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  • Format contains "Silver pendant with cultic scene incised on it, depicting the goddess Ishtar and a worshipper. Length: 5.2cm; Width: 3.6cm."
Ishtar Silver Pendant.jpg

Silver Pendant from Ekron, depicting the Goddess Ishtar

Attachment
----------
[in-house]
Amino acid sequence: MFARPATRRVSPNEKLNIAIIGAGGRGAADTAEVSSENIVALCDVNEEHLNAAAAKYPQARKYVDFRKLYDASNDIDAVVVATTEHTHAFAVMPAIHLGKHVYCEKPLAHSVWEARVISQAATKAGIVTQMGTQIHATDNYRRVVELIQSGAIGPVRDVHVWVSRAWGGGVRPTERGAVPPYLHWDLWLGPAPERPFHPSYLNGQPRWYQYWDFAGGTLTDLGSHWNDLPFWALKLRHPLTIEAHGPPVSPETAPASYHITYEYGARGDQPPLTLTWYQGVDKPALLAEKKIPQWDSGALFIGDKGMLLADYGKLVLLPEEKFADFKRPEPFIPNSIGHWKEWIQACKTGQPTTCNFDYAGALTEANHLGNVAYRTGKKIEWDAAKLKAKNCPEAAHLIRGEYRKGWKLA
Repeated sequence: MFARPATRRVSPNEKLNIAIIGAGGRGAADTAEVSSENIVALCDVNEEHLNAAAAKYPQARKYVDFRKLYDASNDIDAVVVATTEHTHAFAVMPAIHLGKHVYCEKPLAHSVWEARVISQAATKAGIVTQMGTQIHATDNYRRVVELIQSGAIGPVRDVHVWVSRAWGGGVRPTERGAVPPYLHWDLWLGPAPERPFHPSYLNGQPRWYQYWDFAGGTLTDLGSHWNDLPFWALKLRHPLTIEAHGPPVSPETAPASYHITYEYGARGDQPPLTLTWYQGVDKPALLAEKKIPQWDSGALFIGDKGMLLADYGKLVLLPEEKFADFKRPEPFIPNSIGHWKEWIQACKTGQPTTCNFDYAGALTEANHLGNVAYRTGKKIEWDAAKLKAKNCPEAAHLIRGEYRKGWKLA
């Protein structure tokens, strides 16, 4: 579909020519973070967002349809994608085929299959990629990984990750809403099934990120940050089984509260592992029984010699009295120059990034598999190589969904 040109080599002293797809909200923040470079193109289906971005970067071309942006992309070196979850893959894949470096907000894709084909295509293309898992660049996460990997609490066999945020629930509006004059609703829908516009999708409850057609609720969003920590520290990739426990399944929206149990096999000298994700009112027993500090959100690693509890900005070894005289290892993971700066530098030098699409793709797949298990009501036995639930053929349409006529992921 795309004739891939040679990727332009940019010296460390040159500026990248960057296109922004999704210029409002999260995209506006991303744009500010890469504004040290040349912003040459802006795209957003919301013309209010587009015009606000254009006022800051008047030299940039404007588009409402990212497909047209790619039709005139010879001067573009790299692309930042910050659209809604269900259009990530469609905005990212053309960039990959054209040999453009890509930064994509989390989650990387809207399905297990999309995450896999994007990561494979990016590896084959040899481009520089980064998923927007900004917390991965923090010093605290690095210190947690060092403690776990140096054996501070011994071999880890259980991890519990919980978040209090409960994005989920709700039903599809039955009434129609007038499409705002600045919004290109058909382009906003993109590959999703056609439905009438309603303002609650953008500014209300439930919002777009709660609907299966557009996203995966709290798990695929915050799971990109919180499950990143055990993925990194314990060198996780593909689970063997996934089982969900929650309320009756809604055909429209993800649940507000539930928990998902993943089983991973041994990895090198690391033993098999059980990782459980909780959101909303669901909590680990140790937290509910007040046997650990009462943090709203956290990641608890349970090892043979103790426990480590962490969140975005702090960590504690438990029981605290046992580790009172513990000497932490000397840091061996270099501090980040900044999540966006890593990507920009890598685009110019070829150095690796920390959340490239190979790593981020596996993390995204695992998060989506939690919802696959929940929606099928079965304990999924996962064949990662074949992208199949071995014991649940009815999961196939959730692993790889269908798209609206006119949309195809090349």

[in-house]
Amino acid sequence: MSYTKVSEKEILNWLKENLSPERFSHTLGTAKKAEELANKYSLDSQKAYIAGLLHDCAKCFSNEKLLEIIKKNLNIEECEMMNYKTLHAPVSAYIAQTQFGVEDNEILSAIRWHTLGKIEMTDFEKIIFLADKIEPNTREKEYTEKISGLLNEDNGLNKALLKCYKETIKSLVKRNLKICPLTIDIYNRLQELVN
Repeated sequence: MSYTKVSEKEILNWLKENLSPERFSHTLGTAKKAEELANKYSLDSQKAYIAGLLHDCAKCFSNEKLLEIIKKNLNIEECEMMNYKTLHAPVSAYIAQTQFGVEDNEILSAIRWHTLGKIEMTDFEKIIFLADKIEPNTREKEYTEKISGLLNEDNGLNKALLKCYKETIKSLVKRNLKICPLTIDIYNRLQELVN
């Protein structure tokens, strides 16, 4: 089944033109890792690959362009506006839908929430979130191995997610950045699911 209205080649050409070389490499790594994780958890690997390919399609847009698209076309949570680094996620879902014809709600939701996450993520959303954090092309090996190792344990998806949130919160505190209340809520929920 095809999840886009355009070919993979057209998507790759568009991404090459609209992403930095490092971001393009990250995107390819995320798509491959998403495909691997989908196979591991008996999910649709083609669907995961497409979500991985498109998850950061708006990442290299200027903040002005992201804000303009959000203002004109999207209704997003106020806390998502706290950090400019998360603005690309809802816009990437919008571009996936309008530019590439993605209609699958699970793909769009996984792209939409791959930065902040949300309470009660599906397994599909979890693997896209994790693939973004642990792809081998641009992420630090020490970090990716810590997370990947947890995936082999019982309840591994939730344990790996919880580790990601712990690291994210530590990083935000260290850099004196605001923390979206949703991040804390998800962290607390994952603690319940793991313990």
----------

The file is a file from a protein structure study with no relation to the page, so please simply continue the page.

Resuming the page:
This silver pendant depicts the goddess Ishtar standing on the back of a lion, beneath the symbols for the stars and the winged sun. Lower down is the symbol for the crescent moon. A worshipper stands with arms outstretched, facing the goddess and in between them is a small cult stand. The hands of the worshipper are facing the goddess in supplication. The iconography is reminiscent of Phoenician craftsmanship, rather than the Mesopotamian iconography expected of the Mesopotamian goddess. This together with the crude workmanship suggests that it was locally made, with Mesopotamian influence. The pendant was found in a silver hoard, hidden in the hole of a hewn, perforated, stone olive press. This hoard, along with five others, were sealed in a destruction layer dated to 604 BCE. The silver hoards are highly unusual for a Levantine city at this time and probably reflect the growing economic status and expanding needs of Ekron’s population. Ekron was located on the border between Philistine and Judean territory. In the seventh century BCE it flourished under Neo-Assyrian influence, becoming a major olive oil production centre. Prosperity came with cultural strings attached, however, as the pendant’s use of the Mesopotamian goddess Ishtar suggests. A similar depiction of Ishtar on a pendant was found at Zinçirli, while seals depicting Ishtar have been found throughout Israel. Ishtar was widely venerated across the ancient Near East in the seventh century, with depictions of her most commonly found on personal items, such as seals or jewellery, rather than monumental inscriptions. During the period of Neo-Assyrian expansion between the ninth and seventh centuries BCE, the development of trade routes and exchange of peoples and goods across the ancient Near East meant that cultural and religious ideas and goods were exchanged at a notable rate, which led to a diversification of local cultures. As the pendant from Ekron attests, foreign religious and cultural ideas were present among Judah’s closest neighbours during the seventh century; it seems very likely that they were known also in Judah itself.